Frederick Bailey was born in circumstances that could scarcely have been more humble. A slave in Maryland in 1818, he was born amongst whispers that he could be the Master's son. He was, because of the gruelling work schedule of the farm, growing up without a clear memory of even his mother's face in the daylight.
He was passed around from family to family and Master to Mistress. A bewildering and no doubt distressing roller coaster of faces and expectations which began when he was only seven. The young Douglass on the edge of adulthood reached out for new worlds, he learned to read, he reached out and taught others and in so doing found himself in the hands of a particularly cruel master.
His quest for escape and freedom did not run smoothly, but he was fuelled by love and hope in form of Anna Murray, a free black woman. She helped him to take the terrifying step of leaping aboard a train headed for the free states, dressed as a sailor, carrying the papers of a free colored Seaman. After 20 years enslaved, the journey to freedom took less than a day.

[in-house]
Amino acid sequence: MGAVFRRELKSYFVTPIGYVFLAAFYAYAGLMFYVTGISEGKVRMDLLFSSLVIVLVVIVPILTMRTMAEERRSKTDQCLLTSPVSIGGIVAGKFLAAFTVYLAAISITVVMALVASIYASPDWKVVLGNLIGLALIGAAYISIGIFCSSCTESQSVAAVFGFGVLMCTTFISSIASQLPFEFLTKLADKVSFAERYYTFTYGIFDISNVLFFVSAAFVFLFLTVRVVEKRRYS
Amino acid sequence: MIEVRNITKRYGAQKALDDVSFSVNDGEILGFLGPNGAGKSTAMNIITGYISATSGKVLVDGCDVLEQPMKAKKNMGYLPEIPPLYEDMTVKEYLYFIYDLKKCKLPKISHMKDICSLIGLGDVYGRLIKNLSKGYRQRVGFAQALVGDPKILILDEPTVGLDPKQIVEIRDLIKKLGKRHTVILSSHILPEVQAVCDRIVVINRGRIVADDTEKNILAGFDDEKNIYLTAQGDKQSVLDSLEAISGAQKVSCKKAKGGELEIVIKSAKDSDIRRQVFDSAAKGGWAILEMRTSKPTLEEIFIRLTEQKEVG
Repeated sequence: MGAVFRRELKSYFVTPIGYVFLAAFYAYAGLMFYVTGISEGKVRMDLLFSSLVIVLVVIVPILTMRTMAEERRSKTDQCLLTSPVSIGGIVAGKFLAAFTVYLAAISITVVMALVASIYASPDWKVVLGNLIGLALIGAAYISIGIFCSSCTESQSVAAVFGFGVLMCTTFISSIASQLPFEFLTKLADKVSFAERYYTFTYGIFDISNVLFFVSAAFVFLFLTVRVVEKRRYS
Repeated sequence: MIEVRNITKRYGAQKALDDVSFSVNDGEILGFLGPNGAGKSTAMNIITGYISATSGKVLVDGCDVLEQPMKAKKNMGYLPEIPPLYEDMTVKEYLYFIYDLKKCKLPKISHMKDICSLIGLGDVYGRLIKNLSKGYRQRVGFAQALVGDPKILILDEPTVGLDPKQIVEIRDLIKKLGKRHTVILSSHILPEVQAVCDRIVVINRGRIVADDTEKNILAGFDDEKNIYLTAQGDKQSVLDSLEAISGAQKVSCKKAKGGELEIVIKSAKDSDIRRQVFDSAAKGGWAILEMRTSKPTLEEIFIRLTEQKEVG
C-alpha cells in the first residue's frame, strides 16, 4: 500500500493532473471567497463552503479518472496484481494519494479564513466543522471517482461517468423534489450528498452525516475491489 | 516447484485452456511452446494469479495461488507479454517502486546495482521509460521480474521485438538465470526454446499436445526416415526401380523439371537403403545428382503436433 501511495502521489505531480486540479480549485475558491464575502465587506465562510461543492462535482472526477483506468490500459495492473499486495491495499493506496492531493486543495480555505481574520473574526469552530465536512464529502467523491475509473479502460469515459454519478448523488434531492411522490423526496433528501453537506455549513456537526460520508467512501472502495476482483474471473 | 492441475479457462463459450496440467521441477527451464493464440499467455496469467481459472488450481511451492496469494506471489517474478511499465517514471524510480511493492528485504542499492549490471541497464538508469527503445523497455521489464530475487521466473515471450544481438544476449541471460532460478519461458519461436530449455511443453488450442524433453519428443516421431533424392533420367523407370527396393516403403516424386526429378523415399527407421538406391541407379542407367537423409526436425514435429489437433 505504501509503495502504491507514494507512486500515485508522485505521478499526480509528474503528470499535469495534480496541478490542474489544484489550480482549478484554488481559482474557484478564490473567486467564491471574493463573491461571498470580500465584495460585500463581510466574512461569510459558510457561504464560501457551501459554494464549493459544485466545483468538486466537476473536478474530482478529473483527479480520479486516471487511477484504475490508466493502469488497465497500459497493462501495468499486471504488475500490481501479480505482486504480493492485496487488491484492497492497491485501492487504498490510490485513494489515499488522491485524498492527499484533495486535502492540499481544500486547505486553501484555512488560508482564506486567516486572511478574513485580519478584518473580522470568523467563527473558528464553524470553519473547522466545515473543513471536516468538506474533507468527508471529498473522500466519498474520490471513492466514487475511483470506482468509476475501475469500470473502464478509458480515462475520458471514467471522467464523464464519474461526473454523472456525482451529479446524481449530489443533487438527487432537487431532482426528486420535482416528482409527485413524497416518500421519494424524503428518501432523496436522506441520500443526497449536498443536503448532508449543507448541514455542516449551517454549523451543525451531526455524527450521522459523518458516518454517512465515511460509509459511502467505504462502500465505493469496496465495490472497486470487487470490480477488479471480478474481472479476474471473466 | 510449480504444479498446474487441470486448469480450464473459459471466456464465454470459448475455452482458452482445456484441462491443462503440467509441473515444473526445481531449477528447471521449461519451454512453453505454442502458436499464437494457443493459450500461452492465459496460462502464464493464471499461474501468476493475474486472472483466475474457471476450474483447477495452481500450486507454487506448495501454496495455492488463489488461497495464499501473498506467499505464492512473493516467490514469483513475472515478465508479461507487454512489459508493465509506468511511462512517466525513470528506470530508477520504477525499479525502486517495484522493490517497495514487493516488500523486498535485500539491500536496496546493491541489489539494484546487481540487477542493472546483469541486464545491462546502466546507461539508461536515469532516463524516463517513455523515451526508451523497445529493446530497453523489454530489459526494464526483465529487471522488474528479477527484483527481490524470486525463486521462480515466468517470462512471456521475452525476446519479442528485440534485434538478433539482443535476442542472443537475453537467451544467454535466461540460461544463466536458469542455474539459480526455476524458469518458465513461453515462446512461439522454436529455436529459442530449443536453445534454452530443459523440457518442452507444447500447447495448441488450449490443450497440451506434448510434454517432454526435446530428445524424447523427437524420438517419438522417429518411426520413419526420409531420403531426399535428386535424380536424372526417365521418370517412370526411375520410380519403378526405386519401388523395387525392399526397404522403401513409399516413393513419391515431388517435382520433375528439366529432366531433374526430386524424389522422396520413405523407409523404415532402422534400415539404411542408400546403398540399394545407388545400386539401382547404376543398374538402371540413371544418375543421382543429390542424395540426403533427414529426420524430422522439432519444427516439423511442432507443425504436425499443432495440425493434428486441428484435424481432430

Hot on his heels was Anna Murray, and after they were married, in casting around for a suitable married name Frederick Douglass and Anna Murray-Douglass were born. As a social reformer, an abolitionist and the only African American to attend Elizabeth Cady Stanton's Seneca Falls convention, Frederick Douglass was singular. His words are moving, inspiring and enthralling by turns.
Only in the 'Narrative of the Life of Frederick Douglass' can we see through his eyes and know how he felt on the eve of every momentous step.
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